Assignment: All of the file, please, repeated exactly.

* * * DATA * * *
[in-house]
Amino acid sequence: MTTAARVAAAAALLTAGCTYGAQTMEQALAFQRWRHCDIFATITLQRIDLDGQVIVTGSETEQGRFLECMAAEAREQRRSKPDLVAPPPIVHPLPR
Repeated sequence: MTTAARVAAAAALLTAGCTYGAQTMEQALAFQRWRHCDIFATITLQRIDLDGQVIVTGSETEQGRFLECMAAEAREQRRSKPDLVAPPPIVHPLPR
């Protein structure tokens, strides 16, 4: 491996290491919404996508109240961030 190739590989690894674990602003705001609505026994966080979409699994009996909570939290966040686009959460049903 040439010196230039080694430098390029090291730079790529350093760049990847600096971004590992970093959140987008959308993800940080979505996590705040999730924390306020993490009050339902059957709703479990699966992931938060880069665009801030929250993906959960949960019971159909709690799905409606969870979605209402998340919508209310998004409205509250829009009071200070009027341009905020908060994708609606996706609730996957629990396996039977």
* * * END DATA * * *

[in-house]
Amino acid sequence: MTTAARVAAAAALLTAGCTYGAQTMEQALAFQRWRHCDIFATITLQRIDLDGQVIVTGSETEQGRFLECMAAEAREQRRSKPDLVAPPPIVHPLPR
Repeated sequence: MTTAARVAAAAALLTAGCTYGAQTMEQALAFQRWRHCDIFATITLQRIDLDGQVIVTGSETEQGRFLECMAAEAREQRRSKPDLVAPPPIVHPLPR
């Protein structure tokens, strides 16, 4: 491996290491919404996508109240961030 190739590989690894674990602003705001609505026994966080979409699994009996909570939290966040686009959460049903 040439010196230039080694430098390029090291730079790529350093760049990847600096971004590992970093959140987008959308993800940080979505996590705040999730924390306020993490009050339902059957709703479990699966992931938060880069665009801030929250993906959960949960019971159909709690799905409606969870979605209402998340919508209310998004409205509250829009009071200070009027341009905020908060994708609606996706609730996957629990396996039977």